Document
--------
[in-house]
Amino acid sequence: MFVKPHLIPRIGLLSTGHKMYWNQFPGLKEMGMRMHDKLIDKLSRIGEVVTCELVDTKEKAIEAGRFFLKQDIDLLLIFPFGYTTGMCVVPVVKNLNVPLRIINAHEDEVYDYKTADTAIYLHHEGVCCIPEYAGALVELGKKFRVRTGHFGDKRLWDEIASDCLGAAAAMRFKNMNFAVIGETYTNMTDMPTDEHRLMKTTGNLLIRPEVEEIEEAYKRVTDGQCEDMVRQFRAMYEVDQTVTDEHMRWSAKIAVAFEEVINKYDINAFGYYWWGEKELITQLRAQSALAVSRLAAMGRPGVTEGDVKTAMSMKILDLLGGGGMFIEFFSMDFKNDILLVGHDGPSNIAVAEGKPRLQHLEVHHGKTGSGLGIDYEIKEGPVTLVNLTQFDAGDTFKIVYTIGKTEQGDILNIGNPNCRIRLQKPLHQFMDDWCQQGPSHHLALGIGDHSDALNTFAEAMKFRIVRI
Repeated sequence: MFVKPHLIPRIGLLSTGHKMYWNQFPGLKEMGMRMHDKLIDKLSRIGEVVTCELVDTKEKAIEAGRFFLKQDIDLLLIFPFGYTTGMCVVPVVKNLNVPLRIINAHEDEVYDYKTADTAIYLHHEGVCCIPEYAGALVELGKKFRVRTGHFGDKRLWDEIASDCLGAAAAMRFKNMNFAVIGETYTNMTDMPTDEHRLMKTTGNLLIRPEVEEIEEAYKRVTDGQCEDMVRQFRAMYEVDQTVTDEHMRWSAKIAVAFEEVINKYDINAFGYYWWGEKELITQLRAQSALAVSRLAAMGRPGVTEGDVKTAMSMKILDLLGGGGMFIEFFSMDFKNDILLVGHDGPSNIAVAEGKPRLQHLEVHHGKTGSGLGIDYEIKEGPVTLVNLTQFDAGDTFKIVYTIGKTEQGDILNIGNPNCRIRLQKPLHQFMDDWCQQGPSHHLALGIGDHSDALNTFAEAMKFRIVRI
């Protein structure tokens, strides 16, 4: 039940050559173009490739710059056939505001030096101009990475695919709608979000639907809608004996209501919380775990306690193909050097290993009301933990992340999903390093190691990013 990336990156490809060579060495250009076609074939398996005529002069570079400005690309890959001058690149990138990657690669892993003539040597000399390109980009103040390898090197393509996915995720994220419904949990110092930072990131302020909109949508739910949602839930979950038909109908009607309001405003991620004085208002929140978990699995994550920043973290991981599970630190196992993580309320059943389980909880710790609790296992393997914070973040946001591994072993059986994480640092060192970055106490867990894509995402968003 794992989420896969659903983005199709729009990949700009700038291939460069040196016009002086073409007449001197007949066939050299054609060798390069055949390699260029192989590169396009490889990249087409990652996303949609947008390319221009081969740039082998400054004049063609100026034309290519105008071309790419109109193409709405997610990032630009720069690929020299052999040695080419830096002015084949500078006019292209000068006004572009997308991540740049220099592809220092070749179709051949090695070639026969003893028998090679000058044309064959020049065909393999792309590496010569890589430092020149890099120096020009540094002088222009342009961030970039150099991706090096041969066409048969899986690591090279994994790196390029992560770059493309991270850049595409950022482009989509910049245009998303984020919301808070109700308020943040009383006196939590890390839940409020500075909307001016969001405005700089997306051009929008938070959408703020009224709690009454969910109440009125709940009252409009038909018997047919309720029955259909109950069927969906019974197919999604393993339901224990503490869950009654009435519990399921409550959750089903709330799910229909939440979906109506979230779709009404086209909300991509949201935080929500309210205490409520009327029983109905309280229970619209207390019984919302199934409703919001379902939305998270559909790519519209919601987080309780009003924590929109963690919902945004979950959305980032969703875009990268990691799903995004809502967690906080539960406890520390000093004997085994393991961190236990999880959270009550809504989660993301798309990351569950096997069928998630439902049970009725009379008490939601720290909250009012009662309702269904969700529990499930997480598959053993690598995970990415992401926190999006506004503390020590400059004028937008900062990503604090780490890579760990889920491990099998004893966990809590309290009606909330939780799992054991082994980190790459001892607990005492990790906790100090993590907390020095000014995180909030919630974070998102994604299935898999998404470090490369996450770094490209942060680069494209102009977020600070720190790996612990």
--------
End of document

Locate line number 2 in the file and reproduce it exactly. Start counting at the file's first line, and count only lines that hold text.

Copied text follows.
Amino acid sequence: MFVKPHLIPRIGLLSTGHKMYWNQFPGLKEMGMRMHDKLIDKLSRIGEVVTCELVDTKEKAIEAGRFFLKQDIDLLLIFPFGYTTGMCVVPVVKNLNVPLRIINAHEDEVYDYKTADTAIYLHHEGVCCIPEYAGALVELGKKFRVRTGHFGDKRLWDEIASDCLGAAAAMRFKNMNFAVIGETYTNMTDMPTDEHRLMKTTGNLLIRPEVEEIEEAYKRVTDGQCEDMVRQFRAMYEVDQTVTDEHMRWSAKIAVAFEEVINKYDINAFGYYWWGEKELITQLRAQSALAVSRLAAMGRPGVTEGDVKTAMSMKILDLLGGGGMFIEFFSMDFKNDILLVGHDGPSNIAVAEGKPRLQHLEVHHGKTGSGLGIDYEIKEGPVTLVNLTQFDAGDTFKIVYTIGKTEQGDILNIGNPNCRIRLQKPLHQFMDDWCQQGPSHHLALGIGDHSDALNTFAEAMKFRIVRI